Not long after the moveable feast of Easter this year, it seemed somewhat sudden that the first of the two May bank holidays was upon us.
In the old days, when Abingdon had a nightclub operating from Thursday to Sunday, it used to be worth working the taxi rank in the town centre on the Sunday before a bank holiday. But those days are gone - it is rarely even worth working at all on either the preceding Sunday or Bank Holiday Monday itself.
Pre-booked taxi jobs continue apace though at this time of year, for those who are fortunate enough to be travelling off to far-flung destinations.
Indeed, I had been to Southampton Docks first thing on Sunday, to collect passengers back from a cruise to northern Spain.
The quality of their conversation about the incredible architecture and art of that region did not disappoint.
Another annual Oxfordshire tradition in May is ArtWeeks, where in East Oxford this year, 44 artists are opening their studios and homes for pop-up exhibitions of their art, 11 of them within half a mile of my church.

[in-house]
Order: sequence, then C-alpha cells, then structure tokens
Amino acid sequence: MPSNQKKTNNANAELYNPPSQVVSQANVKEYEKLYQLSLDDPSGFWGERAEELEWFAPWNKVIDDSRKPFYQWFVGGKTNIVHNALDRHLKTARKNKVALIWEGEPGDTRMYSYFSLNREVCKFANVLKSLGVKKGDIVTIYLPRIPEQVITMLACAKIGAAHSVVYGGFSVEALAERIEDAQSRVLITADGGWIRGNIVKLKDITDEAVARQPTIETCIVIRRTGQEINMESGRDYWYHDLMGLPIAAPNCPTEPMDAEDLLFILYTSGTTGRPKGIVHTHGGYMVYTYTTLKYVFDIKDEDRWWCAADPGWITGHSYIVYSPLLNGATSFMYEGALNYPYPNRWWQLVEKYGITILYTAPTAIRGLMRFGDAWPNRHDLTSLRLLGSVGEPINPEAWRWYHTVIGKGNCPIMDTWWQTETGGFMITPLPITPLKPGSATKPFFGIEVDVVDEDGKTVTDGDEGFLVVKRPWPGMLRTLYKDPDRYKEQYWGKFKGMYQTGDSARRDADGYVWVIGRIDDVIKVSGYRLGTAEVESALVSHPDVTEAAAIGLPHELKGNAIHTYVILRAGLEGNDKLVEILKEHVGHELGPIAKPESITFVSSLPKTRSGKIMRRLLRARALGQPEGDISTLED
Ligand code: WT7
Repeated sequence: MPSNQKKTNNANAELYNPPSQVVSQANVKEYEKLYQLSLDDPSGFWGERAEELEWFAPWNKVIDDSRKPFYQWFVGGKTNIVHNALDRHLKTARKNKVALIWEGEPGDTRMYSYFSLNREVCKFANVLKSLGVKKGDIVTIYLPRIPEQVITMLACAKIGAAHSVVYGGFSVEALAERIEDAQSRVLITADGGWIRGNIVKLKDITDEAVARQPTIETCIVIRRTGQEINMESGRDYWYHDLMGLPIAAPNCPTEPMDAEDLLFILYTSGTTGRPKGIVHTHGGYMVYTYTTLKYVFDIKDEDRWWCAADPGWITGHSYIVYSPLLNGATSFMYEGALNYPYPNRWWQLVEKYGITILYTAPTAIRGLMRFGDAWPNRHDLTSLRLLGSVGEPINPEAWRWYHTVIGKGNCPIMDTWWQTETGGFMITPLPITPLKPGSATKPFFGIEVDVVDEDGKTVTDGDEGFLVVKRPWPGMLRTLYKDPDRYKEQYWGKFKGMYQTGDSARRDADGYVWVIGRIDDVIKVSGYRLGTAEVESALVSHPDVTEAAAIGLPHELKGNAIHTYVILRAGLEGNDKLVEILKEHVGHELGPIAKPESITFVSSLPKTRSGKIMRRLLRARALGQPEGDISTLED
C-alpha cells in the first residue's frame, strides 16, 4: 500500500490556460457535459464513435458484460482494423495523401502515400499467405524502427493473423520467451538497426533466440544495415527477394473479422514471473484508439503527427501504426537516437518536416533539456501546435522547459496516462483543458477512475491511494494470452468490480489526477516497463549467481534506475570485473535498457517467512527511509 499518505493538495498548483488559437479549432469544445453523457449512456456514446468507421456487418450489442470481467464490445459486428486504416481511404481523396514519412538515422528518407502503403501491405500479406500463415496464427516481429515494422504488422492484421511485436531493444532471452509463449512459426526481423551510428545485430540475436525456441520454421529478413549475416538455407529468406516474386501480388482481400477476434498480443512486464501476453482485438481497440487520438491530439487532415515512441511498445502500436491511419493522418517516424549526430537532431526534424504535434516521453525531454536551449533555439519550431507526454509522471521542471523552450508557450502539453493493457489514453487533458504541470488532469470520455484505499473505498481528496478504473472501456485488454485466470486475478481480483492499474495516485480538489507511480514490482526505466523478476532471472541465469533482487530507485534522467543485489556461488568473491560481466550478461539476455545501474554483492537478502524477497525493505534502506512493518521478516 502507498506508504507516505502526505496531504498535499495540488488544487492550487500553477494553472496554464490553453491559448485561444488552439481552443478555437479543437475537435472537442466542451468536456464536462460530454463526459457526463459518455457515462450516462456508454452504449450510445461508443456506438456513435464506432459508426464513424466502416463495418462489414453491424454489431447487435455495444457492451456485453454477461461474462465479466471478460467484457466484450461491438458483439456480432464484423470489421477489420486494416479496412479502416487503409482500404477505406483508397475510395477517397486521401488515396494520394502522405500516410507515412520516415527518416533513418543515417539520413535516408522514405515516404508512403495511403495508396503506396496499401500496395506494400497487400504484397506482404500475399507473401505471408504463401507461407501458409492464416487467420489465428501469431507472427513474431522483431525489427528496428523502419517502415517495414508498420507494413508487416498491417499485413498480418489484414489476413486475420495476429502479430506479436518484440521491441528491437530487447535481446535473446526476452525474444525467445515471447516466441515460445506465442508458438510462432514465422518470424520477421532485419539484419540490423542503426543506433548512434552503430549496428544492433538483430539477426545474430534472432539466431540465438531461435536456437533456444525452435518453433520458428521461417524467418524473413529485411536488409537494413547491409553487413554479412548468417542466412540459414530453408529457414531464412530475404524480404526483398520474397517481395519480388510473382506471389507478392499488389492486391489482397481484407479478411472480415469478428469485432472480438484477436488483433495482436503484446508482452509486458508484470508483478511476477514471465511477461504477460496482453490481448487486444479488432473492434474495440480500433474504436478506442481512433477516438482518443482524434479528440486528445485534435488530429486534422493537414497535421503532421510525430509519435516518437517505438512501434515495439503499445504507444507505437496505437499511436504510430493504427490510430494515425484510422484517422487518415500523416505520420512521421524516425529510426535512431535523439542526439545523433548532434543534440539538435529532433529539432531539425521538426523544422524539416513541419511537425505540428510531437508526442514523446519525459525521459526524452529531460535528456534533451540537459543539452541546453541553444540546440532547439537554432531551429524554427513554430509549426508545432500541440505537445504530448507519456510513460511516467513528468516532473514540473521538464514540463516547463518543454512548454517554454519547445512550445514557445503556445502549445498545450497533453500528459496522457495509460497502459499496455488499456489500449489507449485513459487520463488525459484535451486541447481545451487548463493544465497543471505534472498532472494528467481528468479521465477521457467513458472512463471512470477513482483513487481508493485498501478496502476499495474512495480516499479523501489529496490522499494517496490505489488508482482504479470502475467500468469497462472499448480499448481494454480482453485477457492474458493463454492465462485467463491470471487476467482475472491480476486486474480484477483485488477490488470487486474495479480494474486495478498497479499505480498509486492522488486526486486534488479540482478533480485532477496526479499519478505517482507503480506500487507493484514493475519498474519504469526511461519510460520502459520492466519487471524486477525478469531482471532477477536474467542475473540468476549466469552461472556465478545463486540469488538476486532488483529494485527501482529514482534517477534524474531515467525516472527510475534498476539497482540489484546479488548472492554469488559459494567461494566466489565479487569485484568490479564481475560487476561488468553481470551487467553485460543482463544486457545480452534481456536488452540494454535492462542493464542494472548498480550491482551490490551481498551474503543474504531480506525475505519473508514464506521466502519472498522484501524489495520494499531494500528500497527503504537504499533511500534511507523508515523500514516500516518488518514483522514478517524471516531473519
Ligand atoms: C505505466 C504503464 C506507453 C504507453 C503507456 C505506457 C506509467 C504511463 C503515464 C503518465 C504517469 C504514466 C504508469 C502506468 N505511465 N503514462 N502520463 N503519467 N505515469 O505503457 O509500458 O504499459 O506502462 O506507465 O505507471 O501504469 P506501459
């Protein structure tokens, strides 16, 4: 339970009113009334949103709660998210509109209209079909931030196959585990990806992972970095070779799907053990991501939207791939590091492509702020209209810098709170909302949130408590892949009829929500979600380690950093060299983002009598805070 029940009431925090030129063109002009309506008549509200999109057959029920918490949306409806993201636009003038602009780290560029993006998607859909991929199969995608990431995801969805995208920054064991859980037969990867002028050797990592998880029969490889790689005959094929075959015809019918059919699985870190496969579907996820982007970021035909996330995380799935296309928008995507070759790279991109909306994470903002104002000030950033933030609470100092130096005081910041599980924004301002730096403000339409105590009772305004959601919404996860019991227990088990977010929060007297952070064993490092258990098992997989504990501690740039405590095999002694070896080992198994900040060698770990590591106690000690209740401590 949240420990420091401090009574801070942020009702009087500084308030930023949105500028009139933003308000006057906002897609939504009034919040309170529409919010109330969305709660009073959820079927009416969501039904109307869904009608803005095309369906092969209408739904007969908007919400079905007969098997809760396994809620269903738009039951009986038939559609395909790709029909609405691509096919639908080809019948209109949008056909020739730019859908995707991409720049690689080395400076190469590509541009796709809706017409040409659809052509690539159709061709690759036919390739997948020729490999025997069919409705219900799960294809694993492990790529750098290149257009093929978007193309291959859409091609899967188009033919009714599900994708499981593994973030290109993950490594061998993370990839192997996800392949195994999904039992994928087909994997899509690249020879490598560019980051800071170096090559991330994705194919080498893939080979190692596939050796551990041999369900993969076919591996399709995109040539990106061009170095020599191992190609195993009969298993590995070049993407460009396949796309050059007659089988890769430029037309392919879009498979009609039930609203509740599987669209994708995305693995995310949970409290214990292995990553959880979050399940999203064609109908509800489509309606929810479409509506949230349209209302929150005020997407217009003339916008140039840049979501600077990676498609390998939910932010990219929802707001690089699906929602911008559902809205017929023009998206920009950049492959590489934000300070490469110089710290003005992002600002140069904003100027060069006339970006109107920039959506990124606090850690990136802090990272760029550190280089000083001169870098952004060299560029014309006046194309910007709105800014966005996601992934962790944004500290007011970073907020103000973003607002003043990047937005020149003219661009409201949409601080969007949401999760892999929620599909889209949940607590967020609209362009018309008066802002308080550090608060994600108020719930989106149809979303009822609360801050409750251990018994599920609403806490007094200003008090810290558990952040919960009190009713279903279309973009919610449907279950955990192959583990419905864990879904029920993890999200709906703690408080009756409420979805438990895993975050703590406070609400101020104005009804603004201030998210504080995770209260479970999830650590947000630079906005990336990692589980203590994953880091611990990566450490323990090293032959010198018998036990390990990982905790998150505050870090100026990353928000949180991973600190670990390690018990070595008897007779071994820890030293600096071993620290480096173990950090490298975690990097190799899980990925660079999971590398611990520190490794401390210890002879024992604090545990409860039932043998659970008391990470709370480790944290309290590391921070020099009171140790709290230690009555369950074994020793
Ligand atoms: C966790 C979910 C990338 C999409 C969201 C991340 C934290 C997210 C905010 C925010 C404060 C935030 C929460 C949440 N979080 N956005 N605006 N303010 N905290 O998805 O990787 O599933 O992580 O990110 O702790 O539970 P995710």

This will be the second year that I have participated as an artist, although obviously I don’t think of myself as an artist at all – I drive a taxi, for my living.
One thing which has been consistent throughout nine years of taxi driving has been the amount of waiting time, in between work; there is plenty of time to stop, park up and to take photographs.
While waiting, I was able to narrow 178 images down to a shortlist of nine, with one video, for my contribution as part of a collaborative exhibition at my church.
For someone like me, who has been self-employed for well over half a working lifetime, it is not an easy thing to be able to switch to working well with other people on a collaborative basis.
My contribution is an eclectic mix of photographs and a video on the theme of 'in this place'. It is a phrase often used by the rector, such as "we love to pray blessing in this place," when explaining that you can come up for a blessing, if you want, at Holy Communion.
Those of us who worship there on a week to week basis are very familiar with it. It is powerfully symbolic of the care taken to welcome those who might not be familiar with how we do things.
Art can have the power to make ordinary things seem extraordinary. For me, I simply record what is there and what it is that I see. That other people sometimes can see beauty in my photography is for me, a bonus.
So is the tea and cake, which is on offer at our exhibition at ArtWeeks Site 333.
And all thriving churches understand the importance of cake in effective Christian ministry.
As published in the Herald Series on Wednesday, 09 May 2018
- ArtWeeks, Site 333, St Clement's Church, Oxford, as retrieved 08 May 2018